Frances Yates’ seminal book Giordano Bruno and the Hermetic Tradition (1964), which established a longstanding scholarly orthodoxy that Renaissance magic derived from interpretations of the Hermetic Corpus, has been challenged in its details by Bruno scholars and others.
‘It was the best of times, it was the worst of times’, is how Charles Dickens began his stirring evocation of the French Revolution in A Tale of Two Cities. He had it about right. The first ten years of the French Revolution was a time of limitless hope and shattering violence.
Since the fall of the Soviet Union and the emergence of an independent Russia, much scholarship, both in Russia and the West, has been concerned with the pre-revolutionary monarchist and nationalist parties which had attracted relatively little attention earlier.
A. C. Grayling's latest book claims that the modern mind emerged from a series of events which took place, and ideas which materialised, in the 17th century. The Age of Genius argues that the forces of democracy, secularism, enlightenment and science triumphed at this time over divine-right monarchy, religious faith, ignorance and tradition.
In 2017, many people around the world either celebrated or lamented the 500th anniversary of the Protestant Reformation. According to the standard narrative, on 31 October 1517, a young German monk named Martin Lütter nailed a set of theological theses for debate upon the door of the castle church in Wittenberg.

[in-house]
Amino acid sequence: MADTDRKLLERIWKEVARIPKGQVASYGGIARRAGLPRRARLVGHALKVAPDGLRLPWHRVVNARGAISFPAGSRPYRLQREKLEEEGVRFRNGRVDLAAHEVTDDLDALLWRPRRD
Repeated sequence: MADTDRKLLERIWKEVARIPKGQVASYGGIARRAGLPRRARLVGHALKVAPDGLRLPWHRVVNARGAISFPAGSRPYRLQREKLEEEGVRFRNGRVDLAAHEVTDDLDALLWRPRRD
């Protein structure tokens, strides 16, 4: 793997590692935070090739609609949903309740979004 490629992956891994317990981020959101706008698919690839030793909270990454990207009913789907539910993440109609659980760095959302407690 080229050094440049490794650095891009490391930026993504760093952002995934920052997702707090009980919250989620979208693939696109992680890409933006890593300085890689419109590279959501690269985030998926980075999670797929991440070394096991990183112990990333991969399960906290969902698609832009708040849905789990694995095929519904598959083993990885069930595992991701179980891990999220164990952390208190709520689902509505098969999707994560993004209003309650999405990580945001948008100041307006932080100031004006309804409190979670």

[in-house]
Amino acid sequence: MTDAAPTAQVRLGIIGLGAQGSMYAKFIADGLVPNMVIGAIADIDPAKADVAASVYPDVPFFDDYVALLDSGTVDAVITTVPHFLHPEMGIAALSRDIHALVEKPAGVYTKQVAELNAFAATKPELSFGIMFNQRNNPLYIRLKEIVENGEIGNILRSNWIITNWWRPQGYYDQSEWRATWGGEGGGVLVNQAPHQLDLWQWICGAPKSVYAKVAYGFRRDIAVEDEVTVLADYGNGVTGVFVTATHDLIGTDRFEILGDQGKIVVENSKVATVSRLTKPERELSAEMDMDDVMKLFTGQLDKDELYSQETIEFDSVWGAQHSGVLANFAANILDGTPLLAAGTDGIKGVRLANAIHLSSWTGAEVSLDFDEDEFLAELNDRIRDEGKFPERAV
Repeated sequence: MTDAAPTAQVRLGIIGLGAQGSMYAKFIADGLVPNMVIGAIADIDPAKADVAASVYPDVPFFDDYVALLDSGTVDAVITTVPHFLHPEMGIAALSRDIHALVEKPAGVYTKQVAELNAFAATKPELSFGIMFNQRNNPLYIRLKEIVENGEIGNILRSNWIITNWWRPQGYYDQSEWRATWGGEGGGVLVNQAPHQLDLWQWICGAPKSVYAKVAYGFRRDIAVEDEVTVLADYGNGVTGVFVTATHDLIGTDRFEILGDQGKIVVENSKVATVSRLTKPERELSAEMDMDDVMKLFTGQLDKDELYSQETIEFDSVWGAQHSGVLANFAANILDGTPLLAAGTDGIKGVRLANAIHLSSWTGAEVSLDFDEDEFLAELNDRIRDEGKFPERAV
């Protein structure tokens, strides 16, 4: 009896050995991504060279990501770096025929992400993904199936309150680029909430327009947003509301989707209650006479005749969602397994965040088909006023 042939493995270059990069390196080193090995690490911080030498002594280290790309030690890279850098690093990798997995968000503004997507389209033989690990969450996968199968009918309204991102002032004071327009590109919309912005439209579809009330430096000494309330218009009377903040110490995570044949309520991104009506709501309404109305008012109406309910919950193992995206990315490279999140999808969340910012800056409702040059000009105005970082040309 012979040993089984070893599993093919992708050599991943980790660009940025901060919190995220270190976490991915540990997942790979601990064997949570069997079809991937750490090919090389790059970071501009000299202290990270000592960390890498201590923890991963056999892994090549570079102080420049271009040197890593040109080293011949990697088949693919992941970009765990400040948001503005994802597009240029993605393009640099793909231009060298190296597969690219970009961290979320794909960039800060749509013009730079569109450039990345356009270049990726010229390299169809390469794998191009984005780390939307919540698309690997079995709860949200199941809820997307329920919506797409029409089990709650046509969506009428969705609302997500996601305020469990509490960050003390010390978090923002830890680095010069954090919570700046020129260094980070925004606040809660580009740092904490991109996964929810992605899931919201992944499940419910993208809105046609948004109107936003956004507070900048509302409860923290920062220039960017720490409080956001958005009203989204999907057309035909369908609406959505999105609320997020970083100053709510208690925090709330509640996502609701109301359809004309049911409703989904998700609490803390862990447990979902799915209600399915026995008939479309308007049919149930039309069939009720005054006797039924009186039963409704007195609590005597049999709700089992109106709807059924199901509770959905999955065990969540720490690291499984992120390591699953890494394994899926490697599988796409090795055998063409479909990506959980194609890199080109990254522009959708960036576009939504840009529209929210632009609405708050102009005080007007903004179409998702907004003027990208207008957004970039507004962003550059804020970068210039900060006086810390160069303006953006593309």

For many of us, the ongoing carnage in Syria is a self-evident humanitarian crisis. We do not need to be convinced that the children drowning at sea, the women and men, young and old, begging for entry into any country that will accept them are worthy of our help.
On the 18th of June, 1556, Mr Francesco, a second-hand goods dealer with a shop near the clock tower in Piazza San Marco, borrowed two Greek manuscripts from the collection that would later become the heart of Venice’s famous Marciana library: Proclus on Platonic Theology, and The Commentary of Hierocles on the Golden Verses of Pythagoras.
Dušan Zupka draws on the rich scholarship of medieval rituals and symbolic communication produced by medievalists working mainly on western European material, and endeavours to show that the same types of ritual communication existed in Árpád-age Hungary.
I imagine that in recent years John Witte, the series editor of the Cambridge Studies in Law and Christianity, frequently crossed paths with the author of the monograph under review here. Both of them work as faculty at Emory University in Atlanta and are senior members of Emory’s Center for the Study of Law and Religion, with Witte serving as its current director.
In The Ethnographic State: France and the Invention of Moroccan Islam, Edmund Burke does the important work of historicizing colonial-era research on Morocco and Moroccans.